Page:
2. This sounds like a really good lesson plan. In terms of functionality, when teaching about sexuality I always want to make sure to both include social context and personal/psychological reactions since I believe these two schema overlap and influence each other and, ya know, can’t do without the other. Discussing (social) mythologies and (psych) feelings in their regard sounds like a great idea. What a plan!

    • Rebecca, I complete agree! Combing knowledge of the social existence and the acknowledgement of affective responses to this is SO important, especially in the field of human sexuality! And Mark, this point is also key: “As an educator, awareness of the group dynamic is crucial for effective learning when it comes to cooperative learning.” Although we may not be aware of all the group dynamics prior to our presentation, it is so important for us to be present and be able to observe these dynamics throughout the lesson so that we can adapt our methods if need be to meet the learners where they are.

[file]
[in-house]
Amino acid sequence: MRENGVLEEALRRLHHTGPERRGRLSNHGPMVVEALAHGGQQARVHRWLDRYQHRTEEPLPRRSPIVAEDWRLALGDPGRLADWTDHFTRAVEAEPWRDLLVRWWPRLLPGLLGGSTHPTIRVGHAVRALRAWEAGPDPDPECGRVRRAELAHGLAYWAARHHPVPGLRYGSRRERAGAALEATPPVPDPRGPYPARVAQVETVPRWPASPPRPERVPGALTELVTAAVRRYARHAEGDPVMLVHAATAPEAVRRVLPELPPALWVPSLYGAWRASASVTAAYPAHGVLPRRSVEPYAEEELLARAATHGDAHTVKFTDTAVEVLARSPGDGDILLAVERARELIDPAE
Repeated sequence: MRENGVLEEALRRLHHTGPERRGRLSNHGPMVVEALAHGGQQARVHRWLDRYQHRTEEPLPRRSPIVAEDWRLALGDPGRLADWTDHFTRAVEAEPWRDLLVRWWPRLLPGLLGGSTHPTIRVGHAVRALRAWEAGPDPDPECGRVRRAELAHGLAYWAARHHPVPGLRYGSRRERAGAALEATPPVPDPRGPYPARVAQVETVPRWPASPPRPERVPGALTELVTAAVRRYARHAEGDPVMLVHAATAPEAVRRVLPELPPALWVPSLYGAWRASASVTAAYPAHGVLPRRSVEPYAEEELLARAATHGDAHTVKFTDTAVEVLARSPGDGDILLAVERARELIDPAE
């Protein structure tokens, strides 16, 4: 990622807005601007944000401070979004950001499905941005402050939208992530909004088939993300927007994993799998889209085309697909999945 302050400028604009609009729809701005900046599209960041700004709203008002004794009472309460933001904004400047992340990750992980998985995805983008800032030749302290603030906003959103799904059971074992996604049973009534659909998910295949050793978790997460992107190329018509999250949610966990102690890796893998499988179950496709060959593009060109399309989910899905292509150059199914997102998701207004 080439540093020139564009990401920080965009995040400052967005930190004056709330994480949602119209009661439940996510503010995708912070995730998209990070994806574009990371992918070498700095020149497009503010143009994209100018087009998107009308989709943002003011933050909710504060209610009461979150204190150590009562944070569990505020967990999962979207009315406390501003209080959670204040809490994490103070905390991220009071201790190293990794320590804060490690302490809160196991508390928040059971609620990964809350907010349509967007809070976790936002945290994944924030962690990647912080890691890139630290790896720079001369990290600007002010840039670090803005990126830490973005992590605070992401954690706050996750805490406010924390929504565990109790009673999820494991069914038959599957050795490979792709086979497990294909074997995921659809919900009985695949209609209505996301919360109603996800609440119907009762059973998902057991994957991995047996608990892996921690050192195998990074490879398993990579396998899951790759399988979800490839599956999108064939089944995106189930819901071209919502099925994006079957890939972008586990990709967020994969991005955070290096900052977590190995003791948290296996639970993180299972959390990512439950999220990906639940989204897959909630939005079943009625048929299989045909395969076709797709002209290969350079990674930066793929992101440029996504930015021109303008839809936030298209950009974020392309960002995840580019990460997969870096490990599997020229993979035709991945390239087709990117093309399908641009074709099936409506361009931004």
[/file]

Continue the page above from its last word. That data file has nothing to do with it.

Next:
3. Pingback: Lesson Plan Dissection: An Instructional Model’s Functionality | Mark Levand's Bloggings·

  4. Pingback: Google is my friend, not my enemy. – Smart Stunning Searching·

  5. I agree with Rebecca and Stephanie. This lesson plan is totally functional. I love the interactivity of it as well. I can see you teaching a lesson like this Mark. I like that you introduce both hymen and circumcision for the purposes of introducing the terms and explaining what they are and not necessarily trying to relate them to each other. Perhaps these terms will come up again in the Sex Myths worksheet and they can use what they learned from that portion of the lesson to answer the sheet.

Leave a Reply

Fill in your details below or click an icon to log in:

WordPress.com Logo

You are commenting using your WordPress.com account. Log Out / Change )

Twitter picture

You are commenting using your Twitter account. Log Out / Change )

Facebook photo

You are commenting using your Facebook account. Log Out / Change )

Google+ photo

You are commenting using your Google+ account. Log Out / Change )

Connecting to %s